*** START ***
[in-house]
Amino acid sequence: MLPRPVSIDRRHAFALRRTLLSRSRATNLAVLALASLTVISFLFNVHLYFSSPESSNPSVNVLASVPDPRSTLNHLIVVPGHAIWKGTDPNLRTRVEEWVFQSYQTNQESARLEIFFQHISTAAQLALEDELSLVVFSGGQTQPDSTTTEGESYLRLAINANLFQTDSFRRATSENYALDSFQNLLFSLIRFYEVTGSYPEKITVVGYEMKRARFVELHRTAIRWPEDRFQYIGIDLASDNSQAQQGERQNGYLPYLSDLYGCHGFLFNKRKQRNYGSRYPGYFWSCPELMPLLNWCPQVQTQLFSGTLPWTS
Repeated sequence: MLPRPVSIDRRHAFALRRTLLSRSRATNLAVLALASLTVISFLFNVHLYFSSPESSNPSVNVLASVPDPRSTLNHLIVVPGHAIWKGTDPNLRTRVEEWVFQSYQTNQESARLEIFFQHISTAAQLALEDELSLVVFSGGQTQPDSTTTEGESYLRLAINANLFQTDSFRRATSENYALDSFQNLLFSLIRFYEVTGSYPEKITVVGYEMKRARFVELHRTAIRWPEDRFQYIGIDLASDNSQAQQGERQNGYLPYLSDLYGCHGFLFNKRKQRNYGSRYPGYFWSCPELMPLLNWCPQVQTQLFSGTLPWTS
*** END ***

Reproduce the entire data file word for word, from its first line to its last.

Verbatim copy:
[in-house]
Amino acid sequence: MLPRPVSIDRRHAFALRRTLLSRSRATNLAVLALASLTVISFLFNVHLYFSSPESSNPSVNVLASVPDPRSTLNHLIVVPGHAIWKGTDPNLRTRVEEWVFQSYQTNQESARLEIFFQHISTAAQLALEDELSLVVFSGGQTQPDSTTTEGESYLRLAINANLFQTDSFRRATSENYALDSFQNLLFSLIRFYEVTGSYPEKITVVGYEMKRARFVELHRTAIRWPEDRFQYIGIDLASDNSQAQQGERQNGYLPYLSDLYGCHGFLFNKRKQRNYGSRYPGYFWSCPELMPLLNWCPQVQTQLFSGTLPWTS
Repeated sequence: MLPRPVSIDRRHAFALRRTLLSRSRATNLAVLALASLTVISFLFNVHLYFSSPESSNPSVNVLASVPDPRSTLNHLIVVPGHAIWKGTDPNLRTRVEEWVFQSYQTNQESARLEIFFQHISTAAQLALEDELSLVVFSGGQTQPDSTTTEGESYLRLAINANLFQTDSFRRATSENYALDSFQNLLFSLIRFYEVTGSYPEKITVVGYEMKRARFVELHRTAIRWPEDRFQYIGIDLASDNSQAQQGERQNGYLPYLSDLYGCHGFLFNKRKQRNYGSRYPGYFWSCPELMPLLNWCPQVQTQLFSGTLPWTS